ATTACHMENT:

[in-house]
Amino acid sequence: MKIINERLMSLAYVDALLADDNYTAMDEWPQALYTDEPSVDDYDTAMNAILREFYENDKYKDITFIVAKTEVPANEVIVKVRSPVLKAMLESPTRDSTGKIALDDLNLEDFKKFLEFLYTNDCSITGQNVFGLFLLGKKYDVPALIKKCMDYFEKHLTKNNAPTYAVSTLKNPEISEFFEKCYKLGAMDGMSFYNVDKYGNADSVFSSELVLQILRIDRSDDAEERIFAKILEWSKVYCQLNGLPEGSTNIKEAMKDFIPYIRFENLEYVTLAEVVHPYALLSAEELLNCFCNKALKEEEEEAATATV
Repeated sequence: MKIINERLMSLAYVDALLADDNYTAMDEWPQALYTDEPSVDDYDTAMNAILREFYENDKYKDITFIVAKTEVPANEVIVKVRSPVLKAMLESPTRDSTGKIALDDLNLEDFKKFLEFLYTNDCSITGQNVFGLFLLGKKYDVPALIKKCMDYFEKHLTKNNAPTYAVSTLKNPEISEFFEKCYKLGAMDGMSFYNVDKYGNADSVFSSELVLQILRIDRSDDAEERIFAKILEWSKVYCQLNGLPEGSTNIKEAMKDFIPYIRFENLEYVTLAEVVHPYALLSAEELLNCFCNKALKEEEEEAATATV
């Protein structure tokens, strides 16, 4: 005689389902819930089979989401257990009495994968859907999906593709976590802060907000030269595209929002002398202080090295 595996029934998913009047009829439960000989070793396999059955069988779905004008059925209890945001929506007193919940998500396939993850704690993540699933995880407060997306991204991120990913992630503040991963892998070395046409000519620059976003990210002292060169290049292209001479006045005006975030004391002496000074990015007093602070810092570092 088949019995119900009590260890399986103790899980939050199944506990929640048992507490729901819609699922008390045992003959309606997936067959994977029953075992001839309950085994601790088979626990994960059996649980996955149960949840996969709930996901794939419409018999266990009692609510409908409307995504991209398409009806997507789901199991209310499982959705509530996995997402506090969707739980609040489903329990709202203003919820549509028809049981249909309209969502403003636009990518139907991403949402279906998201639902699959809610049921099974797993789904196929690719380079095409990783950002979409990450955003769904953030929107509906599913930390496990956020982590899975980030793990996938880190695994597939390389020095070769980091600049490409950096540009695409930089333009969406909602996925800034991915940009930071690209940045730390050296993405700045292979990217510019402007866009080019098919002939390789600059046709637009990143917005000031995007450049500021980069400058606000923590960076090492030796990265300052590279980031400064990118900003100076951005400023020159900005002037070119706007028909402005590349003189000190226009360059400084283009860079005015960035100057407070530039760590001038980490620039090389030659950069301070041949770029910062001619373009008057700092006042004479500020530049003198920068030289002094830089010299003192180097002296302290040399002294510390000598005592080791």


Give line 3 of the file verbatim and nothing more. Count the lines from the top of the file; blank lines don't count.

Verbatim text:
Repeated sequence: MKIINERLMSLAYVDALLADDNYTAMDEWPQALYTDEPSVDDYDTAMNAILREFYENDKYKDITFIVAKTEVPANEVIVKVRSPVLKAMLESPTRDSTGKIALDDLNLEDFKKFLEFLYTNDCSITGQNVFGLFLLGKKYDVPALIKKCMDYFEKHLTKNNAPTYAVSTLKNPEISEFFEKCYKLGAMDGMSFYNVDKYGNADSVFSSELVLQILRIDRSDDAEERIFAKILEWSKVYCQLNGLPEGSTNIKEAMKDFIPYIRFENLEYVTLAEVVHPYALLSAEELLNCFCNKALKEEEEEAATATV